Version 0.5 | By NipponMonkey | Visit Plugin Site
BuddyPress Profile Privacy
Allows “permissions” to be set for xprofile fields.
Version 0.2 | By Jeff Farthing | Visit Plugin Site
Stops public signup on your WordPress MultiSite or BuddyPress site, but allows existing users to email and invite their friend to join your blog community. This plugin is based on a plugin by kt (Gord), from http://www.ikazoku.com.
Version 1.0.6 | By Chris Taylor | Visit Plugin Site
BuddyPress Management Tools
When a user registers on your site, Welcome Pack lets you automatically send them a friend or group invitation, a Welcome Message and can redirect them to a Start Page. You can also customise the default emails sent by BuddyPress to ensure that they match the brand and tone of your site.
Version 2.1 | By Paul Gibbs | Visit Plugin Site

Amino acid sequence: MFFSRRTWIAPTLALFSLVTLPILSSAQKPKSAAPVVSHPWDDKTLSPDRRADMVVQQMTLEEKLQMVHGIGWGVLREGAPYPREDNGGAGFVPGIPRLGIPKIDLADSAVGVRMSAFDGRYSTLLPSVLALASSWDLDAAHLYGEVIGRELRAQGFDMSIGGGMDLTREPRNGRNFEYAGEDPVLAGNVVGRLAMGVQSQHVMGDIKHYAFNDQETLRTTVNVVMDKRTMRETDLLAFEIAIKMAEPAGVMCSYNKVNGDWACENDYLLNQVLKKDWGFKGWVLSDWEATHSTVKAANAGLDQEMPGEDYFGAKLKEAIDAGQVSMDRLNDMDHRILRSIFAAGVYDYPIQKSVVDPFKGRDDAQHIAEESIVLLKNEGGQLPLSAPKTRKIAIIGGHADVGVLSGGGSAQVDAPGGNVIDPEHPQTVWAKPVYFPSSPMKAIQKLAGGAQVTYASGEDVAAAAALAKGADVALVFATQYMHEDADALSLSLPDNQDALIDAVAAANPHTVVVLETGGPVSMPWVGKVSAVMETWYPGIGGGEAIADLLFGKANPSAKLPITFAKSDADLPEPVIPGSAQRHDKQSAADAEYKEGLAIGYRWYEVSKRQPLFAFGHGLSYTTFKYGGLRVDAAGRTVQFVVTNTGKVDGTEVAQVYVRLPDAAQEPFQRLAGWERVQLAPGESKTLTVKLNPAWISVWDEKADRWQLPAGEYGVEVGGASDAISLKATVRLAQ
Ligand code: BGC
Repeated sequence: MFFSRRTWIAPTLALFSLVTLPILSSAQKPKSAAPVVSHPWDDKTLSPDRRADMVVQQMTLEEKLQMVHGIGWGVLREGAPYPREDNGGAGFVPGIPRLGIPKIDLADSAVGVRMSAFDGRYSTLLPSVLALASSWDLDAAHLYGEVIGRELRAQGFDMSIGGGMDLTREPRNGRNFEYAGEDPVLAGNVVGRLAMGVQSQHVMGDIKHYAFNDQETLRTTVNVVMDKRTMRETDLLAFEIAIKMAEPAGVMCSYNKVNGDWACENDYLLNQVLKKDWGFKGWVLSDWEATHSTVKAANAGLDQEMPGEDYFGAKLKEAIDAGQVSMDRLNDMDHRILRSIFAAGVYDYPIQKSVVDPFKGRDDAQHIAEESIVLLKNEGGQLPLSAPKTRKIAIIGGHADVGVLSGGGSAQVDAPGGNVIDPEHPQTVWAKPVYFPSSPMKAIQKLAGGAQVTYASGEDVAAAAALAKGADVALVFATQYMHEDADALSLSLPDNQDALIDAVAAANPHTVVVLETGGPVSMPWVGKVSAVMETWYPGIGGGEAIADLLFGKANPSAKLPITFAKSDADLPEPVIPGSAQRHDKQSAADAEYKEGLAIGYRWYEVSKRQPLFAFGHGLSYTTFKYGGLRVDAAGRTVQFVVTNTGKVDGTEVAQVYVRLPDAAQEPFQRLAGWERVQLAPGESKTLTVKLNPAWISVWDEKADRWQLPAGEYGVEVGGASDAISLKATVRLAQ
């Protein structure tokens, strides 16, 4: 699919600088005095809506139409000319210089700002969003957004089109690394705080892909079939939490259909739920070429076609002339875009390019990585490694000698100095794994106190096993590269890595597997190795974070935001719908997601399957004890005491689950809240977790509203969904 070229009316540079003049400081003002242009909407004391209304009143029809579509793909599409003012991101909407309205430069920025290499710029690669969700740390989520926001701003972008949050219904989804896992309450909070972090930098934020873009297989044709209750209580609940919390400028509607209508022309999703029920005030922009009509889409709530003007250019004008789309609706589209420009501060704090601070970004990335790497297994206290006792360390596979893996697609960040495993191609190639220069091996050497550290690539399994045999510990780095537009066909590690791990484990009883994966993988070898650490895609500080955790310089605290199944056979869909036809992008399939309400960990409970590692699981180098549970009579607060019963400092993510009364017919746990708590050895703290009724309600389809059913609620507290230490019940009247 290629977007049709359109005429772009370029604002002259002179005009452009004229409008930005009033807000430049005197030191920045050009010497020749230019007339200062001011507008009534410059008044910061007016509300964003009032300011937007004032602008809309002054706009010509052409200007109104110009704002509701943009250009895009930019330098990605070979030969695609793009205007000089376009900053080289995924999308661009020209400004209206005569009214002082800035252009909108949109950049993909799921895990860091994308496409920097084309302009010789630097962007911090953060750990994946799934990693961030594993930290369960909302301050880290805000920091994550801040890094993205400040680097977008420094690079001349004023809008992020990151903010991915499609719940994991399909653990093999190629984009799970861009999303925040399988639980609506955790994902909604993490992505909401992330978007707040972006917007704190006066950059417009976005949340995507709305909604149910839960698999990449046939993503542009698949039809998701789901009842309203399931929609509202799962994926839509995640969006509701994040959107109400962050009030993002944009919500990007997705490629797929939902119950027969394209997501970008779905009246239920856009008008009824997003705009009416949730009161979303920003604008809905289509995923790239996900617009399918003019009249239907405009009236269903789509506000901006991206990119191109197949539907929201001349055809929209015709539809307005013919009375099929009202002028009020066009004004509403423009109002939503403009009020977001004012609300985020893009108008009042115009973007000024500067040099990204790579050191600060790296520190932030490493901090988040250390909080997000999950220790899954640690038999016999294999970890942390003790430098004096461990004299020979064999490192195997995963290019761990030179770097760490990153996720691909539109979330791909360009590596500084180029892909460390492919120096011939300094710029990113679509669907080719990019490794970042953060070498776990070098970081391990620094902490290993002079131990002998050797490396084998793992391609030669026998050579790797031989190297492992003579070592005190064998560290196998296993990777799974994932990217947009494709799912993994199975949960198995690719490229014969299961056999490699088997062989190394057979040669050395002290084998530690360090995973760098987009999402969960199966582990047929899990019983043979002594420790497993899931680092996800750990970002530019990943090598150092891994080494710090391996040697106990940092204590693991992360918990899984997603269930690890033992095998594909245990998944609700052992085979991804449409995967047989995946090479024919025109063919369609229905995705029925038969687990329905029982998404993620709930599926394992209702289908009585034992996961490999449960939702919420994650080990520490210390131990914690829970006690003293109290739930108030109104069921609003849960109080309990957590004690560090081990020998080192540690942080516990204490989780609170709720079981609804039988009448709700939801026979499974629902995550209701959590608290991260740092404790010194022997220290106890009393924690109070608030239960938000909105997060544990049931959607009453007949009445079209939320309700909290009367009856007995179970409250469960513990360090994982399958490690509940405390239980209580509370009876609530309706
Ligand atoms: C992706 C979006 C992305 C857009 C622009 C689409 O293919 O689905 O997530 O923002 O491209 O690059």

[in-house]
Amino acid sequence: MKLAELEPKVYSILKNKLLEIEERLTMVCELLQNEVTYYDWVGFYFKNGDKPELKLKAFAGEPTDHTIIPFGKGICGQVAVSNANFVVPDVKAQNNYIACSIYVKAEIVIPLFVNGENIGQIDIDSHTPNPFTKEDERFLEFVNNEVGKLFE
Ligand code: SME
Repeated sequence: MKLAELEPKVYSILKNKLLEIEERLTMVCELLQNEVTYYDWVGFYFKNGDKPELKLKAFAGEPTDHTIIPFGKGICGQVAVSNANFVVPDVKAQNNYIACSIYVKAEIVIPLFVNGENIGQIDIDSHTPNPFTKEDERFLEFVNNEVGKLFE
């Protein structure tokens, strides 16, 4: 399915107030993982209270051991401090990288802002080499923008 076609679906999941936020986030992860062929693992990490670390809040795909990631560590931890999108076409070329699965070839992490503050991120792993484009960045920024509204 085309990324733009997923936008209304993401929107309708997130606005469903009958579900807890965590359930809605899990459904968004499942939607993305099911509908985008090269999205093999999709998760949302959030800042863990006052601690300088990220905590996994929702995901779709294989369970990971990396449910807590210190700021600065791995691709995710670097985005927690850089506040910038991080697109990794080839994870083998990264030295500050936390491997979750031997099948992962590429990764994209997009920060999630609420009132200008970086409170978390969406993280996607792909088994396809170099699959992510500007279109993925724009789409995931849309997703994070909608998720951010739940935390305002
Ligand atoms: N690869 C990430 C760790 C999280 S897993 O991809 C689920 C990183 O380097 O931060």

BuddyPress Mass Messaging
Allows sending of individual messages to all Buddypress users.
Version 1.1 | By Jeremy Litten | Visit Plugin Site
BP External Activity
Allows admins to import data from an arbitrary RSS feed into their BuddyPress sitewide activity stream
Version 1.0 | By Boone Gorges | Visit Plugin Site
Jet Event System for BuddyPress
The modern System of events for your social network. Ability to attract members of the network to the ongoing activities, a wide range of possibilities and options, support for different types of display, etc. JES DEV Site. Before you install or upgrade sure to read the Readme file!
Version 1.6.1 | By Jettochkin | Visit Plugin Site
Exclude Pages from Navigation
Version 1.9 | By Simon Wheatley | Visit Plugin Site
Page Links To
Allows you to point WordPress pages or posts to a URL of your choosing. Good for setting up navigational links to non-WP sections of your site or to off-site resources.
Version 2.4 | By Mark Jaquith | Visit Plugin Site